Diurnal Changes in ABA During Growth and Development of Cotton at High CO2 and Temperature

N. C. Bhattacharya, John W. Radin, B. A. Kimball, D. L. Brummett and David H. Akey


Cotton seeds (Gossypium hirsutum L.) were planted in soil in 15 liter pots in unshaded greenhouses, April 20, 1992. Carbon dioxide (650 ± 10 µmol mol-1) was injected into the air flowing through two greenhouses beginning April 26, 1992 (when 50% percent of the seedlings had emerged) and continued until July 21, 1992 (24 hours per day). Two additional greenhouses had the same airflow but at ambient CO2 concentration (370 µmol mol-1 during day time). One each of the high and low CO2 greenhouses was maintained at a temperature regimes of 40 C maximum during the day and 32 C minimum at night, the other two greenhouses were maintained at 32 C max, 22 C minimum. Each day the temperature in each greenhouse was changed in 2-hour time steps to mimic day and night temperatures of Phoenix, AZ during the cotton growing season. ABA was determined in lyophilized leaf samples. Separation of ABA was done using a SAX 250x4.6 mm strong anion exchange column in 80% methanol-0.1 N acetic acid followed by a C-18 adsorbshere HS column (250 mm x 4.6 mm) with an eluent consisting of 60% methanol-0.0.2 N acetic acid. During ABA extractions known additions of (14)C-ABA were used as internal standards and the recovered radioactivity was determined using Beckman LS7500 Liquid Scintillation Counter.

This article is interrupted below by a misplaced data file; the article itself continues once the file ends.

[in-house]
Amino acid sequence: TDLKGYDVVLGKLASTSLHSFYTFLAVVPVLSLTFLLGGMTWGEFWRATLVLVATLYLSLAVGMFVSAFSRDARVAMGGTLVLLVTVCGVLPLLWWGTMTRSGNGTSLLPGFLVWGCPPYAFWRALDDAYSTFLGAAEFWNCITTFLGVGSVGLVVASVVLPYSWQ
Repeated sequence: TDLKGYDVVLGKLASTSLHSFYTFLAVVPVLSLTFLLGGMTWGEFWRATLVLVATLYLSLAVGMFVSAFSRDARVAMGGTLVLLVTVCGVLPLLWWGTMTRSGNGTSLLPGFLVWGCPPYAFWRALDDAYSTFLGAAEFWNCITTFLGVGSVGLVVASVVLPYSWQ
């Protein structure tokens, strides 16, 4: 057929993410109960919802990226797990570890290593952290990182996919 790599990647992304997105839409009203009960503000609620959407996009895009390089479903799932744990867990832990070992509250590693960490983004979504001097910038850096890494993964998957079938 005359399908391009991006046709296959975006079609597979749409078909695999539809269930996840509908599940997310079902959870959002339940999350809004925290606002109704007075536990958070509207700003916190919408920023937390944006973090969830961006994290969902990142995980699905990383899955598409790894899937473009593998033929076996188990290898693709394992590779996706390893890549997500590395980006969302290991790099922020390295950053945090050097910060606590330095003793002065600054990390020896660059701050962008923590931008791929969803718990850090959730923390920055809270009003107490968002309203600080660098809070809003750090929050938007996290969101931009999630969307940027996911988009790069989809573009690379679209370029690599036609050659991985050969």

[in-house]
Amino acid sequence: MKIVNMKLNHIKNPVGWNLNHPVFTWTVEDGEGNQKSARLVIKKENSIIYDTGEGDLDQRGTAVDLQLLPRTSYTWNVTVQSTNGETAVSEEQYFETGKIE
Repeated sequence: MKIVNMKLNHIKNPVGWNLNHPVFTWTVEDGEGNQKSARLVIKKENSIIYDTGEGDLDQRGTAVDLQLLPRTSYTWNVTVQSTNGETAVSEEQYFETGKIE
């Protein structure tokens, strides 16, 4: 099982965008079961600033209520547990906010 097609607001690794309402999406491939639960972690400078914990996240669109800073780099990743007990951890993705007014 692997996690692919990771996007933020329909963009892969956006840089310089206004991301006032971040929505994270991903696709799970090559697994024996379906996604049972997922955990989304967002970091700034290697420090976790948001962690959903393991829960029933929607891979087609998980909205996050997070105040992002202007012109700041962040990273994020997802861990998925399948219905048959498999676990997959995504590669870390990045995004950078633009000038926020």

Plant biomass increased significantly in the high CO2-high temperature (HTHC) environment compared to low temperature-high CO2 (LTHC). However, production of squares and bolls per plant increased in LTHC compared to HTHC. Diurnal changes in ABA showed a gradual decrease in all treatments from 8:00 to 15:00 h except in LTHC. ABA level remained significantly lower in LTHC than in the rest of the treatments. Stomatal conductance decreased in plants grown in LTHC and remained lower in this environment than in HTHC. These results suggest that effects of enriched CO2 did not mediate through ABA and perhaps benefits of high CO2 on plants will depend on the rise of temperature in the atmosphere.

Reprinted from Proceedings of the 1994 Beltwide Cotton Conferences pg. 1337
©National Cotton Council, Memphis TN

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Document last modified Sunday, Dec 6 1998